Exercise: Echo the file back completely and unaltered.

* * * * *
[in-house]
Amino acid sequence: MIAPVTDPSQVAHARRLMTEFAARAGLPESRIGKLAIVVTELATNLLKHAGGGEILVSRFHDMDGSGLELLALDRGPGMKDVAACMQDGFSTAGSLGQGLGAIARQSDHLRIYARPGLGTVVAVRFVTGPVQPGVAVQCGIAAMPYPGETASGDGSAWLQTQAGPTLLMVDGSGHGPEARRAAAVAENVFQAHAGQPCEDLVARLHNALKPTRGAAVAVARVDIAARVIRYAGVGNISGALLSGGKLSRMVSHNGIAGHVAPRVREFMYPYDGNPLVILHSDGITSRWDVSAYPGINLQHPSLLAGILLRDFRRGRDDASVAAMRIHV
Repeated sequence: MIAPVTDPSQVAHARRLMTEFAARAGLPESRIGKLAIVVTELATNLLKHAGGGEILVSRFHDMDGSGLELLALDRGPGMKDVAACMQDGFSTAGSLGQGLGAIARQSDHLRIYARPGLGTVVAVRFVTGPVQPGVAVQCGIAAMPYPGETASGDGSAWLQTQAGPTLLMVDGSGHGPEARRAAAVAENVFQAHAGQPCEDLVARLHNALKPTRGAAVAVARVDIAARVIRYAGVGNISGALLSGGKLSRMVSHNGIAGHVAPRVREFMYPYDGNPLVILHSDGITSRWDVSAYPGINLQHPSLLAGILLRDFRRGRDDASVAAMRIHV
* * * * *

[in-house]
Amino acid sequence: MIAPVTDPSQVAHARRLMTEFAARAGLPESRIGKLAIVVTELATNLLKHAGGGEILVSRFHDMDGSGLELLALDRGPGMKDVAACMQDGFSTAGSLGQGLGAIARQSDHLRIYARPGLGTVVAVRFVTGPVQPGVAVQCGIAAMPYPGETASGDGSAWLQTQAGPTLLMVDGSGHGPEARRAAAVAENVFQAHAGQPCEDLVARLHNALKPTRGAAVAVARVDIAARVIRYAGVGNISGALLSGGKLSRMVSHNGIAGHVAPRVREFMYPYDGNPLVILHSDGITSRWDVSAYPGINLQHPSLLAGILLRDFRRGRDDASVAAMRIHV
Repeated sequence: MIAPVTDPSQVAHARRLMTEFAARAGLPESRIGKLAIVVTELATNLLKHAGGGEILVSRFHDMDGSGLELLALDRGPGMKDVAACMQDGFSTAGSLGQGLGAIARQSDHLRIYARPGLGTVVAVRFVTGPVQPGVAVQCGIAAMPYPGETASGDGSAWLQTQAGPTLLMVDGSGHGPEARRAAAVAENVFQAHAGQPCEDLVARLHNALKPTRGAAVAVARVDIAARVIRYAGVGNISGALLSGGKLSRMVSHNGIAGHVAPRVREFMYPYDGNPLVILHSDGITSRWDVSAYPGINLQHPSLLAGILLRDFRRGRDDASVAAMRIHV